• Nailed It < Makes me feel better about how my own baking turns out!
  • Some good news. Every single episode of this makes me weep with relief.
  • The Office. <Enough Said
  • Psych < My favorite show of all time. Outrageous silliness mixed with true friendship
  • Phinneas and Ferb < I make an appearance in seconds 34 and 35. I’m the one on the left.

The least overwhelming way to pursue a goal

Ahh, do you hear that? That’s the sound of a lovely, high powered vision pulling on us like a rare earth magnet (the most powerful magnet on the planet!), encouraging us to get to work, make a difference, and create our dreams (in a healthy and balanced way, of course).

The next step is to get started!

So, what do I do next?

Well, here’s one of the paradoxes of change management: what creates excitement overall (a high powered vision statement about end results), makes for terrible motivation on the day-to-day.

When I think about having a “big platform and a small team” (from my vision, which I shared yesterday) it excites me… but then I realize that I can’t accomplish that today or even this week.

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keeping a commitment

I won’t screw me

This week we have been talking about the strong, concrete vision for our business as a magnet. Yesterday we turbo charged that magnet with our why, investing it with our hopes for ourselves, our “we” (the people we seek to provide for and protect) and our “one” (the world we want to change).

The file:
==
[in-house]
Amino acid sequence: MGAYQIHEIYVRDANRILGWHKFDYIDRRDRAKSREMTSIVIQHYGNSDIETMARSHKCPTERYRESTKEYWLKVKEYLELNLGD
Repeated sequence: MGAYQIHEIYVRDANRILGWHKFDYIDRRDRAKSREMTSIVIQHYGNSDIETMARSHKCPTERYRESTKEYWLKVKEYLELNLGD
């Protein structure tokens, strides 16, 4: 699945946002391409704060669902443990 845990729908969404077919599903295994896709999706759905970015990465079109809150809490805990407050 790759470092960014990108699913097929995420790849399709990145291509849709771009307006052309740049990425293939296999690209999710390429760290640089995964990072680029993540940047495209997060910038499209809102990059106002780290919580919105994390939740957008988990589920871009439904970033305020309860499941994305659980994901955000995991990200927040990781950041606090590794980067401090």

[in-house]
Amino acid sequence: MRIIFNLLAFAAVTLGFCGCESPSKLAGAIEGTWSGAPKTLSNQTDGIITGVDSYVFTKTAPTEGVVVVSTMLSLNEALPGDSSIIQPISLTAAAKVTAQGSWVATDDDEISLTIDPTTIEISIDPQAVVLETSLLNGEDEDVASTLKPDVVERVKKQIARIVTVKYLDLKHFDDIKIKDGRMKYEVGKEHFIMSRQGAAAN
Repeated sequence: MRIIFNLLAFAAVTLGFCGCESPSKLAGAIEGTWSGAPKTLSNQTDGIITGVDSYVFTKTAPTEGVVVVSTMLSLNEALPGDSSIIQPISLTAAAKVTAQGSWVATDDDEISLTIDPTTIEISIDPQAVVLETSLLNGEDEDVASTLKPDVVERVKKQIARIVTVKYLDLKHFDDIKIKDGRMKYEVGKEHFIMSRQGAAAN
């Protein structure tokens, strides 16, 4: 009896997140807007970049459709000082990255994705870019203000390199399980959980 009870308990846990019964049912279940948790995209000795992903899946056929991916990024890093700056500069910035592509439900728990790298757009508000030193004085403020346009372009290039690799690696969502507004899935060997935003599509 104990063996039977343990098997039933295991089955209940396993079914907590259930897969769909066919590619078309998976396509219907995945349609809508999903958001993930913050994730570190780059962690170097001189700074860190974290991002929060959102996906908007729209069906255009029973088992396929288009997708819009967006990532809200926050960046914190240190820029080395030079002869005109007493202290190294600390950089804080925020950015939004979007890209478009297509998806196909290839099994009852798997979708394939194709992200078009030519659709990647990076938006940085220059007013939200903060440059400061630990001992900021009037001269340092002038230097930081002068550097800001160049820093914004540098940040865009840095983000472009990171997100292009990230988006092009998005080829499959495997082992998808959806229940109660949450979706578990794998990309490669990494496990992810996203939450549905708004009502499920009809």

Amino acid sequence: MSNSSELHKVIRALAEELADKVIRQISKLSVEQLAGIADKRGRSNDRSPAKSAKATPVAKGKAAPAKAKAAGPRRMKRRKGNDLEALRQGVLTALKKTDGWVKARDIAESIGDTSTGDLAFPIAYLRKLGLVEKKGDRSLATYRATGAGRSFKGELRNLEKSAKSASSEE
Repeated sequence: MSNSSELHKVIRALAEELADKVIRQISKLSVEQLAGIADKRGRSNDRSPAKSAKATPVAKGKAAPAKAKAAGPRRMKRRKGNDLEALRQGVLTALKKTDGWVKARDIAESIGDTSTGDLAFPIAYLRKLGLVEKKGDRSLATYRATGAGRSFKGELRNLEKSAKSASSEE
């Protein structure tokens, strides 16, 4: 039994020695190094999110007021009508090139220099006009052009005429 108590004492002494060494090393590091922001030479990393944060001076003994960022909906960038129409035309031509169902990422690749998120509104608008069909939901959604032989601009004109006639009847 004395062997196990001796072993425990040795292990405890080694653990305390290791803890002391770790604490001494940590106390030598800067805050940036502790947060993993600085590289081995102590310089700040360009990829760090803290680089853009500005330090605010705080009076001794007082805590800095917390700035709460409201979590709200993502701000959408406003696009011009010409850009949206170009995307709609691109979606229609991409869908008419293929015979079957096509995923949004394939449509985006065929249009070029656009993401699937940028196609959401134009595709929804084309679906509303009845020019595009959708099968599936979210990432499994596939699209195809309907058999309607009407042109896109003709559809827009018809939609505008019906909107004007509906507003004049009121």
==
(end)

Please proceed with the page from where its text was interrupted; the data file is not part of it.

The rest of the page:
On the first page of your guide, you should something like this (this is mine):

I want: A thriving and diverse practice where I offer limited 1:1 coaching, and accessible group programs while also writing, speaking, and being a known source on marketing, mindsets, and change. I want a big platform, a small team, and a lot of supportive friends, clients, and colleagues who help me make my vision a reality, while I help them make their visions come true.

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Simon says… why?

Yesterday, we worked to make our vision statement a little bit more concrete, moving from broad notions of achievement and accomplishment and into the moments of our lives.

Take a moment and look at your mind map, then write up a simple summary on the first page of the guide.

Bam. 1/3 of your strong vision statement, DONE.

This alone will amp up the power of our vision’s magnet.

But if you want to turn it into a rare earth magnet (the strongest magnet on the planet!) then we have to add the “Why.”

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Extract the concrete

This week we are spending some time thinking creating a vision for your business. While you were doing it, it’s likely that you felt motivated and excited. And yet, it’s also likely that when you were done, you weren’t quite sure what any of it MEANT.

In concrete terms, what are you supposed to DO?

Part of the reason vision exercises can feel so “froofy,” despite their clear and necessary place in goal setting, is that they don’t tell you what to do next. And without that concreteness, it can feel frustratingly like empty motivation.

To counteract that feeling, let’s do some brainstorming using what you came up with yesterday as our starting point.